Home » Machine Learning – Explained for a 10-Year Old

Machine Learning – Explained for a 10-Year Old

Children today are increasingly exposed to concepts of AI and machine learning at a very young age. Sometimes, it is not as easy for them to understand as we think and can turn to you for help.

This is a challenge if you personally have never explored machine learning.

But we have got you covered with our quick introduction to what is machine learning without getting into greasy details. It will not only help you develop a firm grasp of machine learning but will excite your child to explore these concepts with you.

What is Machine Learning? What’s the correlation between AI and ML?

Machine learning is a subset of artificial intelligence that provides computers with the ability to learn without being explicitly programmed. Machine learning programs use algorithms to analyze data and extract meaning from it.

“AI involves machines performing tasks that are attributes of human intelligence.

Machine learning is essentially a simple method of achieving artificial intelligence.”

Well, to simplify!

Machine learning allows computers to perform tasks without you having to tell the computer how to do it. It is all about computers learning to perform a task from a lot of examples and trying to figure out how to make the best judgement.

The way machines learn how to make the best decisions is by self-correcting its wrong guesses. This is done by looking at the correct answers in examples.

With machine learning, to get the computer to perform a complex task, you run the whole game by providing the right set of examples, the way to detect mistakes, etc.

For example, say you want to teach a child how to get a ball through a hoop.

In a traditional programming approach, you would give a series of detailed instructions. Such as, what angle to put hands at. How much to bend the knee. How fast to move.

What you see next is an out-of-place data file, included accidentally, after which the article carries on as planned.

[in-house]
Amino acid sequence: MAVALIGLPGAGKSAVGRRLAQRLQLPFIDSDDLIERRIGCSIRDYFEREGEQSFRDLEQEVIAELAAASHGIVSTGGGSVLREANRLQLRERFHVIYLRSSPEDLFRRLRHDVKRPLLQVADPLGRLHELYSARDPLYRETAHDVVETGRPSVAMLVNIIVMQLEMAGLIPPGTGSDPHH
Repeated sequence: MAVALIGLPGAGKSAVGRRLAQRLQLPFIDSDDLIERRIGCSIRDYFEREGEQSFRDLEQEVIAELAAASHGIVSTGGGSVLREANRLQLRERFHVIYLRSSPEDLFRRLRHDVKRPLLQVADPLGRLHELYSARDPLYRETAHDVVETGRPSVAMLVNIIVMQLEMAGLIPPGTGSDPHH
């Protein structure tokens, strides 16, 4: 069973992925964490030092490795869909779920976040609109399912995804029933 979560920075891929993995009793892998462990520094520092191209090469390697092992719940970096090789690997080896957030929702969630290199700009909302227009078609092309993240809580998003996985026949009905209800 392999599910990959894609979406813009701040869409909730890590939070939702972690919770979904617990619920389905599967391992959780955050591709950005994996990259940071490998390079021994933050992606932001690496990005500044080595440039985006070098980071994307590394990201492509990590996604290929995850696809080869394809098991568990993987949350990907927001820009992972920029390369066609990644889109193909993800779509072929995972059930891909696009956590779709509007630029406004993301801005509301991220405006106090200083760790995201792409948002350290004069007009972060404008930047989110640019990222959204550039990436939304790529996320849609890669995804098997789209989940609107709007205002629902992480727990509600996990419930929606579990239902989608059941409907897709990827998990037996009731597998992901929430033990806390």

You would tell exactly what you want them to do, how you want them to do it, how fast you want them to do it and the order that they should do things in.

In a machine learning sort of approach, you would show lots of examples of getting a ball through a hoop.

Maybe examples of different people attempting to get the basketball through the hoop.

Instead of telling them what to do, you would get them to learn from the collected examples of people who are already able to score.

The next question here is –  “if you don’t guide the computer, what do you do in this and how does the machine learn?”

Machine Learning is not performed by computers on their own. Basically, the only thing a machine is doing is making guesses based on examples and correcting itself to the best of its ability. Everything else is guided by the information and code you provide.

“So how does it learn?”

Just like a human, a computer can learn from three sources. 

  • Observing what others did in similar situations.
  • Observing a situation and trying to come up with the best possible logic on the spot to decide/conclude.
  • Learning from previous mistakes/successes. 

These three methods correspond to three branches of Machine learning, Supervised, Unsupervised and Reinforcement learning respectively. 

Supervised Learning:

In Supervised Learning, a computer can see the characteristics and value of 5 houses and come up with the value of the 6th house if its characteristics are known.